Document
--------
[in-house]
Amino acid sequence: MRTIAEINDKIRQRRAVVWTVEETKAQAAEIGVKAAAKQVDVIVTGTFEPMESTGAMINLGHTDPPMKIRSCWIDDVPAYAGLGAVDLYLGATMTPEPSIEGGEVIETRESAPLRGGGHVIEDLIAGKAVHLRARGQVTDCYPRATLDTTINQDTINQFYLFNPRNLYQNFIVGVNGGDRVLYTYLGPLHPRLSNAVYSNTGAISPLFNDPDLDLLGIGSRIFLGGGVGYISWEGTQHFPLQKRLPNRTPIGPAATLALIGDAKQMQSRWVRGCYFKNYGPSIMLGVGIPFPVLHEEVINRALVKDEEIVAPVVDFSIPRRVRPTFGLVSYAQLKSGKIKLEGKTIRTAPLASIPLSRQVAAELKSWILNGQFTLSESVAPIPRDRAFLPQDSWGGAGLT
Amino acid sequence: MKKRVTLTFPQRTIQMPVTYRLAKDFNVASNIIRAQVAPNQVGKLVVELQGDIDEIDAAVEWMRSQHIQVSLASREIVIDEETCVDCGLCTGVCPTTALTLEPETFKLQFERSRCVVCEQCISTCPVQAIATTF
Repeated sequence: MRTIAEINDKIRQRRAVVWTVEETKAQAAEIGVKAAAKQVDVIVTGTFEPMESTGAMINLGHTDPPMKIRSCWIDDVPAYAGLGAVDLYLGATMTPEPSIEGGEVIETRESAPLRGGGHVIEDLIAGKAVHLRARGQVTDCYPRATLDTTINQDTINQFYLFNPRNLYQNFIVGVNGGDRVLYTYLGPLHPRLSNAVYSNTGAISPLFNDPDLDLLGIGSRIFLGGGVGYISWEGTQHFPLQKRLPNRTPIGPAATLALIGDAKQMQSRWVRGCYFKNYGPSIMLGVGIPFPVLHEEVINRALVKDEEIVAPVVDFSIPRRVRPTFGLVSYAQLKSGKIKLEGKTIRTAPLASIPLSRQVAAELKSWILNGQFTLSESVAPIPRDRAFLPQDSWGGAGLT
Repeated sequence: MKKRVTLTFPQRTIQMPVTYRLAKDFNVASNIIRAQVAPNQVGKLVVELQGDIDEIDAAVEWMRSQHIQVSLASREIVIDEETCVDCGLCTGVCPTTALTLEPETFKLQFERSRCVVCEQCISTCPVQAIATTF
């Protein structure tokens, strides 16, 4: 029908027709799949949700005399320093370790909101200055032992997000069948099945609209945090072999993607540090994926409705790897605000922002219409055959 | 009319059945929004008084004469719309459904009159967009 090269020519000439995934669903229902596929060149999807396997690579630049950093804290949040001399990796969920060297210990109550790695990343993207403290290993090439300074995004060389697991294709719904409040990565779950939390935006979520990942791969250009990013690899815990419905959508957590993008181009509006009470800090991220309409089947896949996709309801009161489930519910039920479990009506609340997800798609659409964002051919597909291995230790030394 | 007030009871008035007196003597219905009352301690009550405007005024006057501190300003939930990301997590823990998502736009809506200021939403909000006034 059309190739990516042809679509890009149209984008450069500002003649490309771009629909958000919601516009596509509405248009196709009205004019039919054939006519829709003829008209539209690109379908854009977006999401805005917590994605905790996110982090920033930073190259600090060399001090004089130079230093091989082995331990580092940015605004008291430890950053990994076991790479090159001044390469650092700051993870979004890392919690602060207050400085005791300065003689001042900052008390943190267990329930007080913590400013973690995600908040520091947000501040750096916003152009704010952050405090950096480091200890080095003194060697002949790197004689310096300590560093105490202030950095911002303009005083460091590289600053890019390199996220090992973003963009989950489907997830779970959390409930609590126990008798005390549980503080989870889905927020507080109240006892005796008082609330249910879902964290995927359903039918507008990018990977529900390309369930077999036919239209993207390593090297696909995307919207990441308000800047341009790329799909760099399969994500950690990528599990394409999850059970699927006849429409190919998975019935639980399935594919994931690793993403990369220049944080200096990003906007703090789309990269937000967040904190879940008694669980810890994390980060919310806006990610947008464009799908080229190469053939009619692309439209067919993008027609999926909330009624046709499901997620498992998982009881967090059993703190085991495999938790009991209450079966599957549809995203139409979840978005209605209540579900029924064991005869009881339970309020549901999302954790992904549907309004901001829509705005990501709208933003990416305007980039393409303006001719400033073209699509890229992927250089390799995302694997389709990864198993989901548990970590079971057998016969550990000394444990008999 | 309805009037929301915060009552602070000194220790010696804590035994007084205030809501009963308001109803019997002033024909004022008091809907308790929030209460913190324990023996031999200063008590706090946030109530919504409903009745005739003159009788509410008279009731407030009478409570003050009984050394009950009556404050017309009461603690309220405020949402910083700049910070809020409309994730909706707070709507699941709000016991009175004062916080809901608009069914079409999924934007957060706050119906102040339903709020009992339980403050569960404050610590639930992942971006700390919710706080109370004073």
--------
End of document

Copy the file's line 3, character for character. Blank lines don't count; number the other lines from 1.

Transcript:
Amino acid sequence: MKKRVTLTFPQRTIQMPVTYRLAKDFNVASNIIRAQVAPNQVGKLVVELQGDIDEIDAAVEWMRSQHIQVSLASREIVIDEETCVDCGLCTGVCPTTALTLEPETFKLQFERSRCVVCEQCISTCPVQAIATTF